When node fails to connect to another node, it marks that node as failed and might exchange this information with other nodes using gossip based protocol. Thus more and more nodes know about the failure.

Each dynamo node has 4 components: request coordinator, membership and failure detector, local persistence engine and actual storage. Storage is done via MySQL or BerkleyDB.

State machines are actively used to handle different operations, including requests from consumers. For example, read operation creates a new state machine, that does all the job (ie finding the nodes by the key, sending requests, receiving and handling responses, detecting version mismatches and sending response to the consumer).

Also, Dynamo supports read repairs, where data are repaired on read (as opposite to be resolved only on write). In this case read operation coordinator will try to repair stale data on some hosts.

The common configuration for Dynamo instances is 3 hosts, quorum of reads and writes is 2. This gratifies the requirement to have R+W > N.

Dynamo tried 3 different strategies for distributing data between hosts:
  1. Strategy 1: T random tokens per node and partition by token value.
    This was initial implementation, where each node recieved a list of tokens. Tokens are chosen randomly, so the ranges may vary in size.
  2. Strategy 2: T random tokens per node and equal-sized partitions.
  3. Strategy 3: Q/S tokens per node, equal-sized partitions.
As result, the last one was chosen, because it achieves better efficiency and reduces the size of membership information that needs to be stored on each node. It also gives faster startup and recovery and ease of archival.

Dynamo also had moved the coordination state machine to the client side, so there was no need for load balancing. This also allows clients to remember the last accessed node, so the read operation following after write operation on same client will see just written data.

Each node performs different kinds of background tasks. For example, replicating data is a background task. Each background task has lower priority than foreground task - serving data. So, developers had to come up with some smart algorithm to perform well the background tasks, but do not block any get/put operations. Admission controller is used to monitor the node state: resource accesses, disk usage, latencies and failures.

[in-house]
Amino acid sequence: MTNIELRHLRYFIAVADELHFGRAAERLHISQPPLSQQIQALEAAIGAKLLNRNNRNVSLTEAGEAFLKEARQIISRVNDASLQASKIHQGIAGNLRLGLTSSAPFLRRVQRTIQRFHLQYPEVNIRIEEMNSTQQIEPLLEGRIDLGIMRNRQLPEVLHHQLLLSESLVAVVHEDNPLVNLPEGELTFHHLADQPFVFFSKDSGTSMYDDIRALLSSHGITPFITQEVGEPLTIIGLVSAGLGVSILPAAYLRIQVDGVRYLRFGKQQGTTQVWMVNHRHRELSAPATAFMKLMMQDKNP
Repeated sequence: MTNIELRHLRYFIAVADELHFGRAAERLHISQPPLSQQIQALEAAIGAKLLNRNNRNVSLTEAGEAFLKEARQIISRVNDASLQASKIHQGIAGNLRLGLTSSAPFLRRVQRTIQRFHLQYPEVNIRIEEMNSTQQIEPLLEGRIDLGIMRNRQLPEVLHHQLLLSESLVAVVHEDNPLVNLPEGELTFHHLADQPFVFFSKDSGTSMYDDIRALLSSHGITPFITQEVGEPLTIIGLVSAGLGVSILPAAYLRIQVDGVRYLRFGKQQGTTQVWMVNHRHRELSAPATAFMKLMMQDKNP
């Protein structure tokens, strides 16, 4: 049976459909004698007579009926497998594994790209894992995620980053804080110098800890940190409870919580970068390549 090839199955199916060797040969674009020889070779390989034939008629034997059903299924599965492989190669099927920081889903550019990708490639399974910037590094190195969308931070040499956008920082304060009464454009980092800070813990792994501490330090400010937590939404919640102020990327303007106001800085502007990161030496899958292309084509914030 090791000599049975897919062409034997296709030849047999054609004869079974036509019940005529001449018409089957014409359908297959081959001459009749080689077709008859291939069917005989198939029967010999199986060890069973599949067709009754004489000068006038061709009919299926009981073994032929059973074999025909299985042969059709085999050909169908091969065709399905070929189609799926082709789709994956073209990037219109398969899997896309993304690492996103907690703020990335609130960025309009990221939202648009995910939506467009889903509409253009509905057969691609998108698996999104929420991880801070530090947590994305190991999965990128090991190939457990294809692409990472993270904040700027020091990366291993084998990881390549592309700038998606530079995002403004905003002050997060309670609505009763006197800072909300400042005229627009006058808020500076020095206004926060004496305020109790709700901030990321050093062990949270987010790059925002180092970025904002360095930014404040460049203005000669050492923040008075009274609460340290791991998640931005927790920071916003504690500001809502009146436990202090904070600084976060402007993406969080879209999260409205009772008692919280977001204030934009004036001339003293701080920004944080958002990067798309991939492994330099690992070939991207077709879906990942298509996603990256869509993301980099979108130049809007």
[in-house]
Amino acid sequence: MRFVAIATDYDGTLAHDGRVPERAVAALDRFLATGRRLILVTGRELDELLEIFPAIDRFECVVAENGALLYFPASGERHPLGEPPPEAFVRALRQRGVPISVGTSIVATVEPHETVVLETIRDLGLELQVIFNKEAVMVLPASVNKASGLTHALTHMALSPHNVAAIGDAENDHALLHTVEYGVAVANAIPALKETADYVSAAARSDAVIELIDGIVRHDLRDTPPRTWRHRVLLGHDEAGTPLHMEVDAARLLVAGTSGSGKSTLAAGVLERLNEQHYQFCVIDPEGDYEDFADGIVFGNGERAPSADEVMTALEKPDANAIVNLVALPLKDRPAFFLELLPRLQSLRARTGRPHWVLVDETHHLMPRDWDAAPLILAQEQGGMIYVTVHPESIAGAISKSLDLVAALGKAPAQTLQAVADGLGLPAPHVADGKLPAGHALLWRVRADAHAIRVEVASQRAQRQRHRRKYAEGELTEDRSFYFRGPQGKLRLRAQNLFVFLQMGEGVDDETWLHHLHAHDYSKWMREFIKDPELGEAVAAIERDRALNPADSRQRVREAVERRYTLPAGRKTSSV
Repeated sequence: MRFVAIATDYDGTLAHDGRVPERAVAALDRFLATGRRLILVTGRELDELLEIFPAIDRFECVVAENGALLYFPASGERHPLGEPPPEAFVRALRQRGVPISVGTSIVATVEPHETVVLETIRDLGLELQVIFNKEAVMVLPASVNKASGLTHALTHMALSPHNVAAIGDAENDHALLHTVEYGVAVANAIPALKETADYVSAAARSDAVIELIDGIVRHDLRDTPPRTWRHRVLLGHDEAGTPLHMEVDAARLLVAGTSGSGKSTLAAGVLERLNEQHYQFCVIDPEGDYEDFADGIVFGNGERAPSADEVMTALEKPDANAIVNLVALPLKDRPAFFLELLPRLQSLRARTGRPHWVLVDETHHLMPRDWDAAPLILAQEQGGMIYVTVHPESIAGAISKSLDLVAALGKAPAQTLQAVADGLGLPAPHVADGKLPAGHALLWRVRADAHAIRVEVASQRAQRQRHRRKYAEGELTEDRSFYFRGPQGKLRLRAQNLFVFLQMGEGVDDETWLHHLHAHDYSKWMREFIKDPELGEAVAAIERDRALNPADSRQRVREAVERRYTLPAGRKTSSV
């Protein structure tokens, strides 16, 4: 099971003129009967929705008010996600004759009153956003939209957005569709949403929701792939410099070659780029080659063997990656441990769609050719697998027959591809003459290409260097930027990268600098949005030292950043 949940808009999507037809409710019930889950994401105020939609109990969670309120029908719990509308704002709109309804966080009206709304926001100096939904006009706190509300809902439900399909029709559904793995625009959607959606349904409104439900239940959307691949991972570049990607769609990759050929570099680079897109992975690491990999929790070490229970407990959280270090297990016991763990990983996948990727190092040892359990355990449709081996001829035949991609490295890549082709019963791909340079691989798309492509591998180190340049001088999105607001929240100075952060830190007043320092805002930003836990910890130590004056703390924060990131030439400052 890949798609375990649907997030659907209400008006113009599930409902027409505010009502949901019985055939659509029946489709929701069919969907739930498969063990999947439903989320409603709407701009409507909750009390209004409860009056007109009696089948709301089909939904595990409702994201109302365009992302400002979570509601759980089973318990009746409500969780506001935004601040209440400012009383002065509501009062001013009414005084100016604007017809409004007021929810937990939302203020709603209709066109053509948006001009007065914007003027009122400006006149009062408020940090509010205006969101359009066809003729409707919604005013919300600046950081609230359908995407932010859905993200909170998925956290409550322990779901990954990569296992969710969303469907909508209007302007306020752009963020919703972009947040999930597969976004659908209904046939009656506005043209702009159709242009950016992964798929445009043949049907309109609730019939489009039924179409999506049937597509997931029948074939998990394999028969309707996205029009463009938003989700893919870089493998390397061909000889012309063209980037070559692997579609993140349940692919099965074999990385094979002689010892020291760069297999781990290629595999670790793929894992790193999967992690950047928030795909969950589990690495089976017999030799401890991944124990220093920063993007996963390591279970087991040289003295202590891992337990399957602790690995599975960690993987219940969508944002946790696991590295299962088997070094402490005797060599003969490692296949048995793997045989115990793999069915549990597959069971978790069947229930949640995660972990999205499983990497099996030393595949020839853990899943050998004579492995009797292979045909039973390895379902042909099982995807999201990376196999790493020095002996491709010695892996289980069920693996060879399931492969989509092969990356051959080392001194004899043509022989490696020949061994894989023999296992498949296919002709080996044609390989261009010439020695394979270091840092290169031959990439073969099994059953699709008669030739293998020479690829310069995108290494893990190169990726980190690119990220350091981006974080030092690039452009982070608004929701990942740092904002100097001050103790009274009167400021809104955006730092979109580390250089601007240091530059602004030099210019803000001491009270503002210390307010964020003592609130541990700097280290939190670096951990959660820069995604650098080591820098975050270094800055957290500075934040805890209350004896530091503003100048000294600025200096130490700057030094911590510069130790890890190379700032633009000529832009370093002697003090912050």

In general, looks like Dynamo made a long way from the initial idea to the working solution. Throughout the document, it is clear, that a lot of important changes were done. For example, the strategy of adding new hosts and distributed requests changed a lot. I also noticed that the system moved from being per client configurable (number of hosts, read/write quorum size), to some best practice values, where number of hosts is 3 and read/write quorum size is 2.

I can assume that Dynamo is a predecessor for AWS DynamoDB. If so, this means that even more changes were made since the paper published. I bet that a lot of problems have too be solved yet before Dynamo could become publicly available by name of DynamoDB for any general client. For example, I don't remember any notice in DynamoDB documentation about returning multiple conflicting row for client to resolve (ie semantic reconciliation). Neither client now have a configuration choice for read/write quorum size. The document doesn't mention nothing about indexes, or capacity usage calculation and throttling, that are important part of the DynamoDB.

The paper shows how many different techniques and algorithms were used to build a distributed storage. For example, Merkle trees, Consistent Hashing, Vector Clocks, gossip protocols etc.

One can point out that Dynamo is just another DHT, and not the most advanced, as it goes with eventual consistency, unclear reconciliation etc. But, I think that it was solving very well the problems it faced. First of all, the paper mentions the need to always support write operation, ie be always available for clients. This means that system in any moment is able to work during network partitioning, means it is partition tolerant. Also it was design to be scalable automatically, without a need to add new hosts and migrating data manually. Also data are continuously replicated over a set of hosts, that makes data durable.

Another interesting node is that Dynamo team decided to go with existing data storage solutions like BerkleyDB or MySQL, instead of developing something new.

Also References section contains a list of really interesting works.